Free paint job from technical schools?
Free paint job from technical schools?
07-29-2008, 05:07 PM
07-29-2008, 08:08 PM
I just went through my first semester at a technical school in Kentuck for Auto Body. I was amazed my first days that people would actually allow students to lay paint on the cars. To my surprise the cars came out looking brand new. The paint jobs were not free though. The customer had to buy the paint and add 8% of the cost on for labor. It is very cheap in the end though. I would just speak with the instructor and make sure he/she sounds trustworthy. He/She will be the one monitoring the project to make sure it goes smooth.
07-29-2008, 09:14 PM
i guess differennt schools are different and some places you have to pay and some not. But anyway i guess if the student messes up real bad it cal alwayse be sanded out and corrected right? ive never painted a car just houses but im just assuming. I hope so!
07-30-2008, 07:25 AM
I have 2 really good friend of who i went to collage with. They were both in there third semester and they painted cars for there friends. I seen the work that they did and it came out nice. If a student is in his 3rd or 4th semester its ok because hes going to graduate soon anyway so he should know what he was thaught.
07-31-2008, 07:27 AM
Depends on the school and instructors, but you should be safe. All work should be supervised by an instructor. Our school will work on student projects and college employees, but we do not do work for the public. Just remember is you have a car painted at a school, these are students learning the trade and they are going to take longer then someone that has been doing it for years. If you rush them, the results may be poor. So plan on allowing them to have it as long as it takes. If you're in a hurry you may consider paying the full price and having a body shop do it.
08-15-2008, 09:03 PM
Its been many moons ago now, but I took an autobody course at the local tech school in 1991 (materials to paint a 68 cougar for my dads friend with base clear and 2k primer came to only about 160, boy those were the days). Our school would not charge labor, but would charge for materials, which were very reasonable with no markup.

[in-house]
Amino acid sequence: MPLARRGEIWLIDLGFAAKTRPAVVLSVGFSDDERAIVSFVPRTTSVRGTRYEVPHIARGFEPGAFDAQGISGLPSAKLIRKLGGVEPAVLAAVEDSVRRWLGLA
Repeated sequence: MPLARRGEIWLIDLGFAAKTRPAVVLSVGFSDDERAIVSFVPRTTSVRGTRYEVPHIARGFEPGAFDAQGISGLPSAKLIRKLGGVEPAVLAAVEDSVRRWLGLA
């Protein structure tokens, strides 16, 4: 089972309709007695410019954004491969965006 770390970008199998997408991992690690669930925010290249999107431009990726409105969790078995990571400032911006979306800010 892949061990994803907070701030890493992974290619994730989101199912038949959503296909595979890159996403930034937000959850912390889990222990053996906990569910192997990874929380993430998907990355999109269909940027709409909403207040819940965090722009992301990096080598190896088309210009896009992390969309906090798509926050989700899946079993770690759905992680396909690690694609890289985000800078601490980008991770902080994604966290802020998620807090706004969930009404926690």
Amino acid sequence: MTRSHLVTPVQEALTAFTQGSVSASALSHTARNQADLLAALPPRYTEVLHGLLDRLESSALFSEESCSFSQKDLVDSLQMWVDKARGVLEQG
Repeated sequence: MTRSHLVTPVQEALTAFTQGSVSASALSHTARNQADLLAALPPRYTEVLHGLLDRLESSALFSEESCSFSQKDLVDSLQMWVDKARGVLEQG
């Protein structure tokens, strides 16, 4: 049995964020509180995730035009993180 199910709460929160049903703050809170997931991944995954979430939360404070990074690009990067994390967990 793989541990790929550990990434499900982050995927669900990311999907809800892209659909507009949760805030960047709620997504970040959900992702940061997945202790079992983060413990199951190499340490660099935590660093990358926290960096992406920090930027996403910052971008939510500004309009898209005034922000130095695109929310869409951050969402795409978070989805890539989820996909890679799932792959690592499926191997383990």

I think this would be a better option then a place like maaco, or other production quicky shop, because they are going to take more time on it, and believe most would be using good materials. At least if you don't have the skill commitment to do the prep work. Its kind of the luck of the draw. Most students in my class were competent and did nice work I spent my teenage years reading any article I could on paint and bodywork, and already did some small bodywork and painted my car before I even took the course. I went to learn more and get better, and be shown the proper ways of doing things and worked full time out of highschool and saved up the money I made to take the course. A good friend of mine in class took 3rd in the nation in a vica contest. Then there were a few students in class i would not want going anywhere near my car. Sure they are learning, but there is an instructor there to guide and help the student along the way, and if anything is not acceptable, at least were i went, they would redo it so its right. My class was a lot of fun, with a few hilarious things happened along the way.
But it could be hard to get your vehicle in in the first place. There are likely many others looking to have work done for only material cost, along with people the instructor knows, or other instructors in the school. I seemed to paint instructors cars, and lots of vehicles for someone our instructor knew, and did some work on one of the kids in the night course car. Also likely depends on what type of work they are looking at taking on to help the students gain knowlede.
09-04-2008, 04:53 PM
Our vocational school does that, it depends on who you have work on it, most of our students there are trustworthy to get the job done and make it look brand new, I would just be patient if you decide to let a technical school do it, especially for the kids who are new and it being their first year, there is mess ups, and plus being in a vocational school/technical school, unless its a college type you dont get very long during the day to work on vehicles, maybe 2 hours a day. So it may take some time, but it comes out looking really good in the end, i could give you proof if you wish.
Automotive Network, Inc., Copyright ©2014